Saturday, June 28, 2008

The US as a debtor nation

By 2007 total indebtedness was three times the size of the gross domestic product, a ratio that surpassed the record set in the years of the Great Depression. From 2001 to 2007 alone, domestic financial debt grew to $14.5 trillion from $8.5 trillion, and home mortgage debt ballooned to almost $10 trillion from $4.9 trillion, an increase of 102 percent. A crisis in the mortgage market in August 2007 brought the party to an end.
What happens when creditors decide to pull out their money? It could happen in the form of gradual withdrawals or it could happen like a Bank run. I believe the time to panic is now rather than when there is a run.
Khusro


The problem actually started in the mid eighties when the US within a very few years turned from being the largest creditor nation to the largest debtor. Consumer overspending financed by mounting foreign debt (then called the ‘ Twin Towers ’). One result - the stock market crash of 1987 and a shakeout in the financial markets.
Now the debt has grown hugely, but by a strange twist the creditor nations- BRIC ( Brazil , Russia , India and China ) and the larger oil producing countries are more hostages to the US than the other way round. They cannot shift much of the reserves. No country is economically large enough and everyone (incl. the most likely candidate, the EEC with their Euro) is unwilling to allow their currency to be used as a reserve currency.
So the creditors are stuck with the US $ and they will resist a precipitate decline in the US $ or any kind of run.
Of course, there is a desperate search for investment diversification (by the creditor nations) which bodes well for some developing countries, e.g. massive real estate, incl., more recently, agricultural land in Pakistan

Regards
Kemal Shoaib

"Since 2001, the US share of world gross domestic product has fallen from 34 per cent to 28 per cent, while that of the Brics has risen from 8 per cent to 16 per cent. China’s reserves have rocketed from $200bn to $1,800bn, Brazil’s from $35bn to $200bn, Russia’s from $35bn to $500bn and India’s from $50bn to $300bn. World oil consumers have tran­sferred more than $3,000bn to exporters. Because of America’s very low savings rate and heavy reliance on credit, US consumers, companies, financial institutions and the federal government must borrow heavily from these countries. The dollar now has a world-class competitor, the euro, which accounts for nearly 30 per cent of all international currency reserves, a proportion rising fast. And US trade, especially with emerging economies, is climbing as a portion of GDP, with fast-growing exports now giving the economy a desperately needed boost."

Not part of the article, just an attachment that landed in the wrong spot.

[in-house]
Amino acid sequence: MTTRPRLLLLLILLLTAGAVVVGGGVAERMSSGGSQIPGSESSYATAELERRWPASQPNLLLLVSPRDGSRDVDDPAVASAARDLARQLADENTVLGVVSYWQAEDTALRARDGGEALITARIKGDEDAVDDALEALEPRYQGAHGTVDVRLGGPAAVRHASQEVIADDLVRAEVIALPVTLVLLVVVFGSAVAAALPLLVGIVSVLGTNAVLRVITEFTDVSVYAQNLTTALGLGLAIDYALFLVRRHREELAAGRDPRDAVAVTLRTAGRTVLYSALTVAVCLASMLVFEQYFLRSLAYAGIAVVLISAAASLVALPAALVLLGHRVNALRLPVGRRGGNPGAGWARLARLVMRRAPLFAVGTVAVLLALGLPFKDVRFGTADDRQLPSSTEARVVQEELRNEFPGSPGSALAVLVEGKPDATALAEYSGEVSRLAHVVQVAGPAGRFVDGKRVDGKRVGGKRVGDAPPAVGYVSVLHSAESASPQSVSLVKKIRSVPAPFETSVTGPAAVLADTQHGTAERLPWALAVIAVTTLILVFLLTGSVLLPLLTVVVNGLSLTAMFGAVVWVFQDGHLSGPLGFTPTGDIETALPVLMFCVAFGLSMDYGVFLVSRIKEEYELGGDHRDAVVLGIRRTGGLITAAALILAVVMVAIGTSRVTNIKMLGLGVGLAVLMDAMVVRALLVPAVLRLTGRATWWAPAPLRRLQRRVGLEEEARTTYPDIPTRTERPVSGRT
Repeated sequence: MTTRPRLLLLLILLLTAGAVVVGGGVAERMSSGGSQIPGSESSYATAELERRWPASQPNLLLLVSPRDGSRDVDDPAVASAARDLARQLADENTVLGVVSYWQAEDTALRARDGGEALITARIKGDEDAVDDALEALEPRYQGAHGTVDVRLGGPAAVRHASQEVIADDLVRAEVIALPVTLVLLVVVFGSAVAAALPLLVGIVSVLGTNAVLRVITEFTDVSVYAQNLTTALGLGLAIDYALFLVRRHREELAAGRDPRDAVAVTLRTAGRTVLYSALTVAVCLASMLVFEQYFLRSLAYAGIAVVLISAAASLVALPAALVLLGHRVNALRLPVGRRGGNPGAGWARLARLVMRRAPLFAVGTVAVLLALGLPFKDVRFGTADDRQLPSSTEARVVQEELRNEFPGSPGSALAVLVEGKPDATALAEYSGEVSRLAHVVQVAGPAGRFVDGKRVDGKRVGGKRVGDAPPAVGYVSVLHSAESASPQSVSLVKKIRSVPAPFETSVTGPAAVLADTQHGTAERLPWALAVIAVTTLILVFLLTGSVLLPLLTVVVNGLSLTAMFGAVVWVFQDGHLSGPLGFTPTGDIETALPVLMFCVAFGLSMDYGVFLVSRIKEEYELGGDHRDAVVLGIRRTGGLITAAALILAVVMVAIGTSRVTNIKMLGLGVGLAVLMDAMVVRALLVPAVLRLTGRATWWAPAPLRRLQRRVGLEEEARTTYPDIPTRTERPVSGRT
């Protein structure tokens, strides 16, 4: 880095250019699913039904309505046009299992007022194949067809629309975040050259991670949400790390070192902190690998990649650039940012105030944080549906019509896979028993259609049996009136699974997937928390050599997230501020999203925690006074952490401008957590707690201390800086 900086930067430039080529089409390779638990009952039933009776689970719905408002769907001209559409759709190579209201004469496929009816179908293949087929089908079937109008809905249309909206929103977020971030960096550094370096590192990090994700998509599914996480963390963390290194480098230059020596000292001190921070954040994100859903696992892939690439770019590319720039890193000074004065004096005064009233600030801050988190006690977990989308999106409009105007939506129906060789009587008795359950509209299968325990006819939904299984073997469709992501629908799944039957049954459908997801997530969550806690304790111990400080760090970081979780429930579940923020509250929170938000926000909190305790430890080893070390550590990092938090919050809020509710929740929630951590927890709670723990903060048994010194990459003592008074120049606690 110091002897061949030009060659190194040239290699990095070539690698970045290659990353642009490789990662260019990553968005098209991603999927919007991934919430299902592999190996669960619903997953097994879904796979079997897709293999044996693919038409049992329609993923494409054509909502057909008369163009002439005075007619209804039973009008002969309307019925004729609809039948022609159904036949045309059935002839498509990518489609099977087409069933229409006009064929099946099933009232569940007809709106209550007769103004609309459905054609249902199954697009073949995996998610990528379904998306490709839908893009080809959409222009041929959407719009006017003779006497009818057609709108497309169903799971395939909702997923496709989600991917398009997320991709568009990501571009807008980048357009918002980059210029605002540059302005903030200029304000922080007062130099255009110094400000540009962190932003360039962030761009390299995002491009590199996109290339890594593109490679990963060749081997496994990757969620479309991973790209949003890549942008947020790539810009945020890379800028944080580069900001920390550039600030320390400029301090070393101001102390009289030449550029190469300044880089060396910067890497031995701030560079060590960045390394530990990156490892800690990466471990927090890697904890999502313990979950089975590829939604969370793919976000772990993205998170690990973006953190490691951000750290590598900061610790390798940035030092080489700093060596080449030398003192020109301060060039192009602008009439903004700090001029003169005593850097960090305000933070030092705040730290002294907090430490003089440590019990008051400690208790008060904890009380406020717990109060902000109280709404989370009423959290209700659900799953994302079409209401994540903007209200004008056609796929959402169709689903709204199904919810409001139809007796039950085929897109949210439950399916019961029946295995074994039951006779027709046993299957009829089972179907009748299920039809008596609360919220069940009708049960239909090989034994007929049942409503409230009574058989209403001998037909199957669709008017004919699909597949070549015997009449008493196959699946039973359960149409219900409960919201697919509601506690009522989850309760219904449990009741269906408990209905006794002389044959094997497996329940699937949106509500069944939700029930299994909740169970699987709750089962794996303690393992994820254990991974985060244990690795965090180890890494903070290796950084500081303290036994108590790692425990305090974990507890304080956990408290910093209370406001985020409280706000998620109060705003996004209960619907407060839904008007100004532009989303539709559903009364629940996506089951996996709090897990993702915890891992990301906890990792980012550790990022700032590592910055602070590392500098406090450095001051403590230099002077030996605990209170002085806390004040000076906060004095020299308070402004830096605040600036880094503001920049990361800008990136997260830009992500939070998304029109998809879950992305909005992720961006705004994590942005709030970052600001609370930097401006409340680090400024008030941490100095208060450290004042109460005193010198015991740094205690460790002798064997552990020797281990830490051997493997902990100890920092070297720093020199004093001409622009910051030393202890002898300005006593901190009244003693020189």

There is an unmistakable trend of wealth shifting from West to East. For the time being the Creditors might be hostage to the US but that is a matter of time as alternate markets start developing. A crisis of confidence in the US is helping to accelerate the search for alternates. The seven years since Sept 11 or the seven years of Bush, whichever way you want to look at it have decimated the US Economy, but in truth the decline has been going on for much longer. With every passing day, my prediction, that the Dow will soon hit 11,000 and the Euro will soon equal 2 dollars, is coming closer to realisation.

Khusro

Capital Flow From Emerging Nations To U.S. Poses Some Risks


By Michael M. Phillips


Word Count: 979
Washington


The U.S. has long depended on the kindness of strangers to finance its import bill. These days, those strangers are likely to be in China , Brazil , Mexico or some other emerging nation.
The U.S. has to import, on net, almost $2 billion in capital a day to cover its enormous trade gap. Of the $920 billion that foreigners pumped into U.S. stocks, bonds and government securities last year, $361 billion -- a stunning 39% -- came from emerging-market nations, according to calculations by Bank of America, using Treasury Department data.
China alone accounted for 21 percentage points of the ...

....Foreigners earned an average annual return of 4.3% on their US Investments, while Americans earned 11.2% on their Investments overseas. .... "They're probably questioning the efficiency of our financial markets"....

..Further more , the US finds not only dependent on money from the developing world, but in large parts dependent on money from Governments- and undemocratic ones.




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